On 21 November, a roundtable of the ‘Safe at Home’ project organised by FEANTSA- the European Federation of organisations working with the homeless- took place in Brussels with EU policy makers, representatives from the housing sector and the women’s sector. Muriel Boulmier, CEO of Ciliopee Habitat- a member of our French member, USH- represented Housing Europe and talked about the experience of social housing providers in France in tackling domestic violence. The ‘Safe at Home’ project aims to include Housing Providers in Tackling Domestic Violence and more precisely working to strengthen the vital role that housing providers can play in responding to domestic violence.
Participants included managers and employees of housing associations and policy officers in the field of domestic violence. At the conference, the results of the project were disseminated and various speakers contributed to the discussion about the role of housing corporations in tackling domestic violence.
The policy recommendations towards decision makers and housing providers call inter alia to:
- Ensure sustainable housing for victims of domestic violence and their children
- Ensure fast access to a range of different and affordable housing options for survivors and their children who need to be rehoused
- Establish Domestic Violence (DV) policies at organizational level which define DV-related procedures, data recording and protection, appropriate responses to (suspected) DV and referral pathways to specialist services, so that staff
- advocate for a clear distinction between Anti-Social Behaviour and domestic violence.
Muriel Boulmier participated in the panel discussion and pointed out that Ciliopée Habitat, a social housing provider in the Nouvelle-Aquitaine department, France, provides housing and specific support for women survivors of domestic violence. Survivors and their children have priority access to housing and are provided with specialist support by a nurse and an early-childhood specialist. Ciliopée also collaborates with local homeless services. Furthermore, a mobile help team for survivors of DV was established. The mobile team, for instance, picks up survivors from home and accompanies them to a safe place. The help team works during weekends (initially, it was available 7/7 but was affected by cuts). It also collaborates with the local police to ensure protection. Muriel Boulmier pointed out that so far 170 women and more than 100 children were supported by the mobile help team.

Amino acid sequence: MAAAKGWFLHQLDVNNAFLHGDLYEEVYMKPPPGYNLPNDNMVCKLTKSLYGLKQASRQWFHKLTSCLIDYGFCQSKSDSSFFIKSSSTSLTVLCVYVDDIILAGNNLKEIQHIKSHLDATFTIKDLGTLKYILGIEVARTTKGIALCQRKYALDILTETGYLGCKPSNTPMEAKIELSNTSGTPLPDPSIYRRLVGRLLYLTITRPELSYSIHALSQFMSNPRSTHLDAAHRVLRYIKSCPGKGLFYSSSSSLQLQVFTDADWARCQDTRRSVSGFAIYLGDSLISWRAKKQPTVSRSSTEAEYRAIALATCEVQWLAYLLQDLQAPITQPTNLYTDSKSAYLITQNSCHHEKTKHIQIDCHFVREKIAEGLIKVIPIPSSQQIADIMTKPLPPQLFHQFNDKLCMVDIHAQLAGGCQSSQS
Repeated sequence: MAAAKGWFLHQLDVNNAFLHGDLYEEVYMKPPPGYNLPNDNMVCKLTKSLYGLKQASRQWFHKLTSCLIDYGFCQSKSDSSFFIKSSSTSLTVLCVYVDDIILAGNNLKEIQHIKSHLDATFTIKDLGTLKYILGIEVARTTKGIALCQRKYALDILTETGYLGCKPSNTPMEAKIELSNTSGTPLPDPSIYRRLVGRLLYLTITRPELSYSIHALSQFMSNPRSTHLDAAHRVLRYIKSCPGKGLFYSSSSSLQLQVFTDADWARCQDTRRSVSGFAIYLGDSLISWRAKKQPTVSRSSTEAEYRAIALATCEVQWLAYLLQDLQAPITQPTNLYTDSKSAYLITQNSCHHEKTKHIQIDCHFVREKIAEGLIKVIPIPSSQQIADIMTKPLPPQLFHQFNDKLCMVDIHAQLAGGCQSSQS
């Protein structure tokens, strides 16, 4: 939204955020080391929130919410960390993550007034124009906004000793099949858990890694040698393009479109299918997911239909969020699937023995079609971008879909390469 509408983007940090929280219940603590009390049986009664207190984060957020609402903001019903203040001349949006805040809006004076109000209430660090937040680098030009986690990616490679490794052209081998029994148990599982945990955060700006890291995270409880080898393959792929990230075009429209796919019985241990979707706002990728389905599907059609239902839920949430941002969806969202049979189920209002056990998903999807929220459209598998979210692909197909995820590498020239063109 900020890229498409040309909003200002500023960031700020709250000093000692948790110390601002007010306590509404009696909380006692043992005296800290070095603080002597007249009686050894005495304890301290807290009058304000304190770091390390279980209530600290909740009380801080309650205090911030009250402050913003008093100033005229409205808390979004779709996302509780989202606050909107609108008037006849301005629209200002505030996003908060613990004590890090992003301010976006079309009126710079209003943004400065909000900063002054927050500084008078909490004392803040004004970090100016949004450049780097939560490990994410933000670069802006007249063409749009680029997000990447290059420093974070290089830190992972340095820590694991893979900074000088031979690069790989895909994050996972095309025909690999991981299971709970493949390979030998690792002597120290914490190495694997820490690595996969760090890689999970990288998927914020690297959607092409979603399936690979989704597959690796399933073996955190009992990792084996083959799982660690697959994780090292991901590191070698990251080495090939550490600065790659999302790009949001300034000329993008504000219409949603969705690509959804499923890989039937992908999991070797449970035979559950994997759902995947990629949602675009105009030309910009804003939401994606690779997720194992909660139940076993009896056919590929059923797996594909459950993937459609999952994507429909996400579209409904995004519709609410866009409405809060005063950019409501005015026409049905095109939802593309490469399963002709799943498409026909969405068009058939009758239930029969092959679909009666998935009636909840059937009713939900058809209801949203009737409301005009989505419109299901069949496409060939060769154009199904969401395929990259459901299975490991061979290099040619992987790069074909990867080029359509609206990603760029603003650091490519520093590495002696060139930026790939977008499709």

Ms Boulmier emphasized that it still takes too long to get perpetrators sanctioned by the police which makes it more difficult to effectively protect women and children against domestic violence. The gender pay gap and the general income situation in the area, where a considerable share of households live below the poverty line, make it more difficult for women to access independent housing.
During the roundtable, the training dimension of the Safe at Home project was also presented aiming at training employees of 25 housing providers in the UK and in the Netherlands about the vital role they can play in response to domestic violence. The training mobilized 1,320 employees in total.